Venice hit by another ferocious high tide, flooding city

Venice hit by another ferocious high tide, flooding city
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A flooded St. Mark's Square in Venice, Italy, Friday, Nov. 15, 2019. (AP)
Venice hit by another ferocious high tide, flooding city
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A man takes photos of a flooded alley in Venice, Italy, Friday, Nov. 15, 2019. (AP)
Venice hit by another ferocious high tide, flooding city
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A flooded St. Mark's Square in Venice, Italy, Friday, Nov. 15, 2019. (AP)
Venice hit by another ferocious high tide, flooding city
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A man holds his luggage as he wades through water in Venice, Italy, Friday, Nov. 15, 2019. (AP)
Updated 15 November 2019

Venice hit by another ferocious high tide, flooding city

Venice hit by another ferocious high tide, flooding city
  • The government declared a state of emergency for Venice on Thursday, allocating 20 million euros ($22 million) to address the immediate damage
  • Venice, a UNESCO World Heritage site, is spread over 118 islands and once presided over a powerful maritime empire

VENICE: An exceptionally high tide hit Venice again on Friday just three days after the city suffered its worst flooding in more than 50 years, leaving squares, shops and hotels once more inundated.
Mayor Luigi Brugnaro closed access to the submerged St. Mark’s Square and issued an international appeal for funds, warning that the damage caused by this week’s floods could rise to one billion euros.
Local authorities said the high tide peaked at 154 cm (5.05 ft), slightly below expectations and significantly lower than the 187 cm level reached on Tuesday, which was the second highest tide ever recorded in Venice.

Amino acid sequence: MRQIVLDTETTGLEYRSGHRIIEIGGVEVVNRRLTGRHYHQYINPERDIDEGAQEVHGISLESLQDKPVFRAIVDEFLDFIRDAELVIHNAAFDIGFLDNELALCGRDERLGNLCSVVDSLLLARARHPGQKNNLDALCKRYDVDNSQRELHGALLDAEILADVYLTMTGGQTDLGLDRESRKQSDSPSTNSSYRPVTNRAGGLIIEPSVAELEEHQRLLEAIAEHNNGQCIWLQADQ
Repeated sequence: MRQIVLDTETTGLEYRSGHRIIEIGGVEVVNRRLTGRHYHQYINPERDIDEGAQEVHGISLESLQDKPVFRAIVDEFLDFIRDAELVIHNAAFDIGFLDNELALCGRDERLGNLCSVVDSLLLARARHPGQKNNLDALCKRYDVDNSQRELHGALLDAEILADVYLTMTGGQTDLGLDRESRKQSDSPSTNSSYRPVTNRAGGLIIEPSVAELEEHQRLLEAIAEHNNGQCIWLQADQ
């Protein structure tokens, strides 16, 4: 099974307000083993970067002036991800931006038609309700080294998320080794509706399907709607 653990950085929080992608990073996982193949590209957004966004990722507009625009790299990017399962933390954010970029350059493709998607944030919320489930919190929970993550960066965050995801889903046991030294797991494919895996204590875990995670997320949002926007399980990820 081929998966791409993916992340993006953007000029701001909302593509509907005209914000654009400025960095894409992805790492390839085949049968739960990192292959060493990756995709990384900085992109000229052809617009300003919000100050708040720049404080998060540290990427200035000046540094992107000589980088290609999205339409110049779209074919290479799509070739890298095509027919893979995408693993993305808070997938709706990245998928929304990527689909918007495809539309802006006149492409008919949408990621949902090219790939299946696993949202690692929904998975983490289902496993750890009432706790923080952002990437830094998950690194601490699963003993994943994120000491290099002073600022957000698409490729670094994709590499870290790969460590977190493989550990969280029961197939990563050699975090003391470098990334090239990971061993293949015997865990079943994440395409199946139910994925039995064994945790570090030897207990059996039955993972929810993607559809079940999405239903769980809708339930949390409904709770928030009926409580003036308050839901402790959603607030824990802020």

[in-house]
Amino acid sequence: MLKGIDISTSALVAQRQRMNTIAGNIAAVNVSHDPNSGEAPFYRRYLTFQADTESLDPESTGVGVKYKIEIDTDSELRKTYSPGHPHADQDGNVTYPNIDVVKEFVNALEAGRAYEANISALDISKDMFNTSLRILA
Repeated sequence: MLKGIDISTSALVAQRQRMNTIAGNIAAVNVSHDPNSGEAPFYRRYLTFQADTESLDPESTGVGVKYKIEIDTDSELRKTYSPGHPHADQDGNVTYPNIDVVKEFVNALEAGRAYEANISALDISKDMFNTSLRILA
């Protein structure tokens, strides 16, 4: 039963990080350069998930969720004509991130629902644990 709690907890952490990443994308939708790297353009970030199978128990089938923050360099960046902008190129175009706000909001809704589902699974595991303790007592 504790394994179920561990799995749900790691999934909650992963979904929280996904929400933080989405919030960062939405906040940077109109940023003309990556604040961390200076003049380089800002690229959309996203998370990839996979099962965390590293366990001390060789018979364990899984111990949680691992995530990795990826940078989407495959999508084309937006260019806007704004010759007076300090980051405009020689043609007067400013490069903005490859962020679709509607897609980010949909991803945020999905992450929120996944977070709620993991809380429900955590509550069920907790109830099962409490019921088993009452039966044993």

But it was still enough to leave 70% of the city under water, fraying the nerves of locals who faced yet another large-scale clean-up operation.
“We have been in this emergency for days and we just can’t put up with it any more,” said Venetian resident Nava Naccara.
The government declared a state of emergency for Venice on Thursday, allocating 20 million euros ($22 million) to address the immediate damage, but Brugnaro predicted the costs would be vastly higher and launched a fund to help pay for repairs.
“Venice was destroyed the other day. We are talking about damage totalling a billion euros,” he said in a video.
Sirens wailed across the city from the early morning hours, warning of the impending high tide. Sea water swiftly filled the crypt beneath St. Mark’s Basilica, built more than a thousand years ago.
Venice, a UNESCO World Heritage site, is spread over 118 islands and once presided over a powerful maritime empire. The city is filled with Gothic architectural masterpieces which house paintings by some of Italy’s most important artists.
Culture Minister Dario Franceschini said initial checks suggested the damage to St. Mark’s was not irreparable, but warned that more than 50 churches across the city had been flooded this week.
“Visiting here you see that the disaster is much bigger than you think when you watch the images on television,” he said.
After Friday’s high waters, forecasters predicted tides of up to 110-120 cm during the weekend. In normal conditions, tides of 80-90cm are generally seen as high but manageable.
The mayor has blamed climate change for the ever-increasing flood waters that the city has had to deal with in recent years, with the mean sea level estimated to be more than 20 cm higher than it was a century ago, and set to raise much further.
Groups of volunteers and students arrived in the city center to help businesses mop up, while schools remained closed, as they have been most of the week.
“When you hear the name Venice, it is always like sunsets and everything pretty but it is a bit crazy now that we are here,” said British tourist Chelsea Smart. “I knew it was going to flood ... but I didn’t expect it to be this high.”
At the city’s internationally renowned bookshop Acqua Alta — the Italian for high water — staff were trying to dry out thousands of water-damaged books and prints, usually kept in boats, bath tubs and plastic bins.
“The only thing we were able to do was to raise the books as much as possible but unfortunately even that wasn’t enough ... about half of the bookshop was completely flooded,” said Oriana, who works in the store.